Marathon Bombing Survivor got Back in the Race with Help from Her Southcoast Health Primary Care Provider

Michele Blackburn’s life changed forever at 2:49 p.m. on April 15, 2013.

That was when a terrorist’s bomb exploded just feet from where she was standing on Boylston Street near the finish line of the 2013 Boston Marathon.

Blackburn was waiting for her roommate and best friend, Erin, to finish the race. The blast from the first of two bombs planted among the crowd of spectators knocked her off her feet, severely damaging both legs and feet. The injuries to her left leg were so severe that surgeons initially thought they might have to amputate.

“I was in shock, and when I looked around all I could see were injured people around me,” she said.

She would spend about four weeks recovering from her injuries and surgeries and learning to walk again. When she was discharged from a Boston Hospital, she went to live with her parents in Oxford for five months.

She underwent rehabilitation to strengthen leg muscles that had atrophied, returned to her job in the admissions office of the former Wheelock College (where faculty and staff donated their sick and vacation time so that she never went a day without pay during her recovery), and married her fiancé Jim, whom she had started dating just before the marathon bombing.

She became a devoted Peloton cyclist and ultimately started running despite swelling from lymphedema that resulted from the extensive tissue damage to her legs.

Meanwhile, she needed a primary care doctor to oversee her care and found one in 2015 not far from Freetown, where she lived during her engagement: Southcoast Health primary care provider, Dr. Felicia Barreto, who practices at the Truesdale Health office in Fall River.

“It was such a relief having somebody I trusted at my side,” Blackburn said. “She doesn’t take ‘no’ for an answer and she sticks with things until she is satisfied. I absolutely trust her.”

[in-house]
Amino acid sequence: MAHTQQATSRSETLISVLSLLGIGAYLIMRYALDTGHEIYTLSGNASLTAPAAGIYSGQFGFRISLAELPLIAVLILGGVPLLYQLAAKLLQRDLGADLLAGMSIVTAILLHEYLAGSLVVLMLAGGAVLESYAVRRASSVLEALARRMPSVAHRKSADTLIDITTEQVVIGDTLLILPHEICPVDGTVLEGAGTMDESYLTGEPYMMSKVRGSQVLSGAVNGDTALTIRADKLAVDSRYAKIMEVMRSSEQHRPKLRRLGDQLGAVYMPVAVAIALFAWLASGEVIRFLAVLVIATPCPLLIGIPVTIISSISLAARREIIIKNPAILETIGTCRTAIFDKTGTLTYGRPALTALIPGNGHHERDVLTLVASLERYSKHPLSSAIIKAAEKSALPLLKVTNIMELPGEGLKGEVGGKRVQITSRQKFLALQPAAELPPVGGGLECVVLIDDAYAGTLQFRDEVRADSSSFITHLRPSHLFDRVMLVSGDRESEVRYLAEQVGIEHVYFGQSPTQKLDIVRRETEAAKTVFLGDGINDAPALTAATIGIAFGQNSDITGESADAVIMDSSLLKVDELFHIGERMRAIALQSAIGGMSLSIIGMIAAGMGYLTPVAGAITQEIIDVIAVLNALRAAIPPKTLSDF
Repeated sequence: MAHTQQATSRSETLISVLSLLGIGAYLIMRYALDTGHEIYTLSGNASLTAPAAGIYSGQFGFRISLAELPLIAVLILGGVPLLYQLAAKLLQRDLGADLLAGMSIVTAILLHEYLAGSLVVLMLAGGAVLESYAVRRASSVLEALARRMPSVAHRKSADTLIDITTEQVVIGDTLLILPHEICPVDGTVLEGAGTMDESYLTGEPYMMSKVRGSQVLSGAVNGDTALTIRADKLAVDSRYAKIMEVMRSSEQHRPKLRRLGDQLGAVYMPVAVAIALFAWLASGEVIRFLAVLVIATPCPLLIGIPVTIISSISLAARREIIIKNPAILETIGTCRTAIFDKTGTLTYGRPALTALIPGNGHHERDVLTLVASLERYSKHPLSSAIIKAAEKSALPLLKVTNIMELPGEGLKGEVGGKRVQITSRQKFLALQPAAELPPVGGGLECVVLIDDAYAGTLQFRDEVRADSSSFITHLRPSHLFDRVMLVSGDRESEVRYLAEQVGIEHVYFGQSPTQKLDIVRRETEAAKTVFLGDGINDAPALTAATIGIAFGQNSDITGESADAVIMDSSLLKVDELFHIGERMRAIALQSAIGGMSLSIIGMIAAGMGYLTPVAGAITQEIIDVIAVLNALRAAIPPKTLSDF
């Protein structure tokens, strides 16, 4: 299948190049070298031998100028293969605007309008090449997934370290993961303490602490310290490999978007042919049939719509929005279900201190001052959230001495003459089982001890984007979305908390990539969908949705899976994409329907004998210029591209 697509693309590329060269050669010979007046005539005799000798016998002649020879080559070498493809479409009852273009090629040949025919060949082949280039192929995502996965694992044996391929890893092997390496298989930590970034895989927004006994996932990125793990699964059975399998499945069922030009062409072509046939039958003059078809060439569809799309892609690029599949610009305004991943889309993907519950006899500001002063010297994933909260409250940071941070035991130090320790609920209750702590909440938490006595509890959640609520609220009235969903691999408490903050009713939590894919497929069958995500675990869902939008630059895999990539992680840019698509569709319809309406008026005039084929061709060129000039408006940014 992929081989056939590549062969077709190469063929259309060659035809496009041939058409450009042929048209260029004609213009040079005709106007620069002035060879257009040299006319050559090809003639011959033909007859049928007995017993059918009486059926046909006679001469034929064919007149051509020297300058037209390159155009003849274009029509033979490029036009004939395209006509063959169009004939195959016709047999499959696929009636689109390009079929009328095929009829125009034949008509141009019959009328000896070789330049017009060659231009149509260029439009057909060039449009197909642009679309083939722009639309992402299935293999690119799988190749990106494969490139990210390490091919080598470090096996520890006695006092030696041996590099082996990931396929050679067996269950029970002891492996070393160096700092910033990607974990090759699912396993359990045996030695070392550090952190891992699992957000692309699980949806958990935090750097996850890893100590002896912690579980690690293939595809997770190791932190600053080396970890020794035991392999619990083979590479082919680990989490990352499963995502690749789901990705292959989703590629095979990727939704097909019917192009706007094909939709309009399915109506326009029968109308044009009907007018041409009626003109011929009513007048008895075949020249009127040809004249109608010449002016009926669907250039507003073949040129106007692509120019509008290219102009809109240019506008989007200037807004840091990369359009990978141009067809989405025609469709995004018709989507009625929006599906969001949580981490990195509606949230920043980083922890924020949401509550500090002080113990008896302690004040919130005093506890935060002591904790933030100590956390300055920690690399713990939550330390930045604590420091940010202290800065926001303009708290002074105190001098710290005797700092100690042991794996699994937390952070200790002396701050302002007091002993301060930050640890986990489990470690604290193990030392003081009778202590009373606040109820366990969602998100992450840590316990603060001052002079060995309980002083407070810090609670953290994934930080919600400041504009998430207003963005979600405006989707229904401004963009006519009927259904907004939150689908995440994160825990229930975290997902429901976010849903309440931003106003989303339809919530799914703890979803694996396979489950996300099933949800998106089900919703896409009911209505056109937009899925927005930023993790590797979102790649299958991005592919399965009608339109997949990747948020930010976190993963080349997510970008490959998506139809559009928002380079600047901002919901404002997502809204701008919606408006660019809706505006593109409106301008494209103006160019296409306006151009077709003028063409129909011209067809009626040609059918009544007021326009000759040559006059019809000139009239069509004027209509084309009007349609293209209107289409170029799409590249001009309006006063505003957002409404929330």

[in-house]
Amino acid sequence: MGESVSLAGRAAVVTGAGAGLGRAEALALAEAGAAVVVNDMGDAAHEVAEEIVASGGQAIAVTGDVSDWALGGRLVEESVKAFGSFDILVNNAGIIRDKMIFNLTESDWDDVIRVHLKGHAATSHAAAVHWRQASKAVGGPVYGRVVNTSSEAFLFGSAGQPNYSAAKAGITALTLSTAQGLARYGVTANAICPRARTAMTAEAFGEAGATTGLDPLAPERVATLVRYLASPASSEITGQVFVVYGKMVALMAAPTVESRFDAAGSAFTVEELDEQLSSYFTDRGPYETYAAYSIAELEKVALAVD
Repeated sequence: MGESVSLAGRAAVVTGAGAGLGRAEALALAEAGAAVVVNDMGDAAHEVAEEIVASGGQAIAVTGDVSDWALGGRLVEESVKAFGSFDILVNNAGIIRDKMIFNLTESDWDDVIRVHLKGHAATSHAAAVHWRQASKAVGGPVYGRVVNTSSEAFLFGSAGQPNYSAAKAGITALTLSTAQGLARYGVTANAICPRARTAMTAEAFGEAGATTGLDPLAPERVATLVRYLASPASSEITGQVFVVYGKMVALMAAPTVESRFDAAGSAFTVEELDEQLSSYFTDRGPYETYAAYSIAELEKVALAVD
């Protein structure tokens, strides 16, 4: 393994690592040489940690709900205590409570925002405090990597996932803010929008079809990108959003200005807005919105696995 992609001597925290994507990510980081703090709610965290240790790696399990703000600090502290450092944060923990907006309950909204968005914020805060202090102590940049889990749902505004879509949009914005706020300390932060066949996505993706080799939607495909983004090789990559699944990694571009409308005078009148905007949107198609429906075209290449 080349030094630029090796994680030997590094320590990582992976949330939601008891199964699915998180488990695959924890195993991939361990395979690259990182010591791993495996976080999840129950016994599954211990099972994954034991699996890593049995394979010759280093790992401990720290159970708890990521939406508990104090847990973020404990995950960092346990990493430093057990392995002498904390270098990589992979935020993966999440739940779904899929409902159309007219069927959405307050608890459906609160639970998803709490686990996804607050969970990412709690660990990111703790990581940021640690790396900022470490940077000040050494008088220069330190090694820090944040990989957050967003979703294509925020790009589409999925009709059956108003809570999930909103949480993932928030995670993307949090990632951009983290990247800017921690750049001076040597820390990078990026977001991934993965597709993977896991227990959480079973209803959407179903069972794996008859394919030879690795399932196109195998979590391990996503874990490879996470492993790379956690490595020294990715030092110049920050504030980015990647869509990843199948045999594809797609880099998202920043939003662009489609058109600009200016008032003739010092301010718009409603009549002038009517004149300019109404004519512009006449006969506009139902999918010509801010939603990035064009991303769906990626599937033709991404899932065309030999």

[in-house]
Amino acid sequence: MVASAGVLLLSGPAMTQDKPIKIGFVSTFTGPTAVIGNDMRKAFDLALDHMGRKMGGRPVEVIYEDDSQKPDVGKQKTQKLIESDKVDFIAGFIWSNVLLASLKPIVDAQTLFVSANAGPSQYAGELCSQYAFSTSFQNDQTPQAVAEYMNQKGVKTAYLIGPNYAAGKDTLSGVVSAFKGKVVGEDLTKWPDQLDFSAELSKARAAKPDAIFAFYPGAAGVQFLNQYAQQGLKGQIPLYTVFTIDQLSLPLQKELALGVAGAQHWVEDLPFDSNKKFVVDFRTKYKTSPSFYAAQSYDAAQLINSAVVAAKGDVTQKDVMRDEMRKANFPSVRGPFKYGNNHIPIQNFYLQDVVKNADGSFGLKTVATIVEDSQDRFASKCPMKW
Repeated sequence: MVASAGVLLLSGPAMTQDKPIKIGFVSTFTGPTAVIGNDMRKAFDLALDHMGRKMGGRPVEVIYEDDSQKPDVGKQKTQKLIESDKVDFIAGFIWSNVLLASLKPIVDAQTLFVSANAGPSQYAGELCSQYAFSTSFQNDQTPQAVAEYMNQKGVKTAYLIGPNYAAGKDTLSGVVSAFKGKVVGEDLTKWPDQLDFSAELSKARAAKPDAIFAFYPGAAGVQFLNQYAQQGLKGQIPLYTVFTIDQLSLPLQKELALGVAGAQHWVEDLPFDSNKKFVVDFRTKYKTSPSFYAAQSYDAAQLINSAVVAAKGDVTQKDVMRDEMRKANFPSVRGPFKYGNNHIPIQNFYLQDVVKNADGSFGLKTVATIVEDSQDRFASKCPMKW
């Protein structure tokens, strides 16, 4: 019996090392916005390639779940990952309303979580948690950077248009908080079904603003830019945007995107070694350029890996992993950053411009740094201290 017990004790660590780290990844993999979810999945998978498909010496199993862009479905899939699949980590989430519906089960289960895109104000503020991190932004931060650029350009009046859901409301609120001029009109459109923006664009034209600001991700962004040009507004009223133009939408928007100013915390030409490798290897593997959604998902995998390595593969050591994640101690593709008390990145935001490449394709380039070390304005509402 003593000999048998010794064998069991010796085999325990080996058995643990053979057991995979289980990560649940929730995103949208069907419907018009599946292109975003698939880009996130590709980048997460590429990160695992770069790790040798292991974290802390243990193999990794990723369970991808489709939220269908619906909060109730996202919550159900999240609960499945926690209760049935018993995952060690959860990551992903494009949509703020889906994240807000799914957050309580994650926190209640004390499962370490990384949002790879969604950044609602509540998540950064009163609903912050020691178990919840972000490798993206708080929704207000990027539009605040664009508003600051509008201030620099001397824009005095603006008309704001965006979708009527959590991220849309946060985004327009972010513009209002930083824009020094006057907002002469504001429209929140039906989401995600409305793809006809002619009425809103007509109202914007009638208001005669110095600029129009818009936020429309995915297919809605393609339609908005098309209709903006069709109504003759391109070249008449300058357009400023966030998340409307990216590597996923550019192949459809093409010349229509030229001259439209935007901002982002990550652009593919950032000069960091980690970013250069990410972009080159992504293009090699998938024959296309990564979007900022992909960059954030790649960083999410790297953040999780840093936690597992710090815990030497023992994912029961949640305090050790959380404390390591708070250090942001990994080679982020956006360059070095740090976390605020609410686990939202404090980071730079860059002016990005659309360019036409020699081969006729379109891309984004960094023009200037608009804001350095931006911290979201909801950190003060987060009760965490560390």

So, when Michele decided that she wanted to run the Boston Marathon herself in 2023 on the 10th anniversary of the Marathon bombing, she turned to Barreto to recommend a sports medicine specialist. Twice a week, she had therapy and rehabilitation for the lymphedema and was able to continue marathon training, while caring for her two young children and working as an adviser to college admissions offices.

Then, just days before the 2023 race, Michele began feeling a new pain during a light run and told Barreto, who sent her for tests. Results revealed she had suffered a pelvic stress fracture during training, and she had to drop her plans to run that year’s marathon.

It was a big disappointment, but it didn’t stop her; and as soon as she could, she was back in training to compete in the 2024 race. It wasn’t easy, and the lymphedema in her legs had to be managed carefully as she trained.

“It was a hard year,” she said. “It was a mental as well as a physical challenge.”

But when Patriots Day 2024 rolled around, Michele Blackburn was among the 30,000 runners who started the race. And when she crossed the finish line 26.2 miles later, her husband, family and best friend Erin were there waiting for her.

“I was lucky to run this year,” she said. “The anniversary is always a difficult day, but now it means something different.”

Much of the credit goes to the skilled medical care she has received in the years since the bombing. And for the past nine years, Blackburn has been able to count on Dr. Barreto, her Southcoast Health primary care provider, to manage her care. In fact, Michele, who now lives in Uxbridge, happily takes the 45-minute drive to see Dr. Barreto.

Michele offered this advice to anyone looking to establish a productive relationship with a primary care provider: “Find someone who treats you with kindness, listens to you and makes you feel like you are their only patient when you’re with them — someone who is willing to go above and beyond for your health throughout all the different stages of your life and takes any concerns you bring up seriously. Find someone you can trust.” 

That’s what she has found in Dr. Barreto.

“I can’t say enough good things about her. She has made such a difference in my life,” Michele said.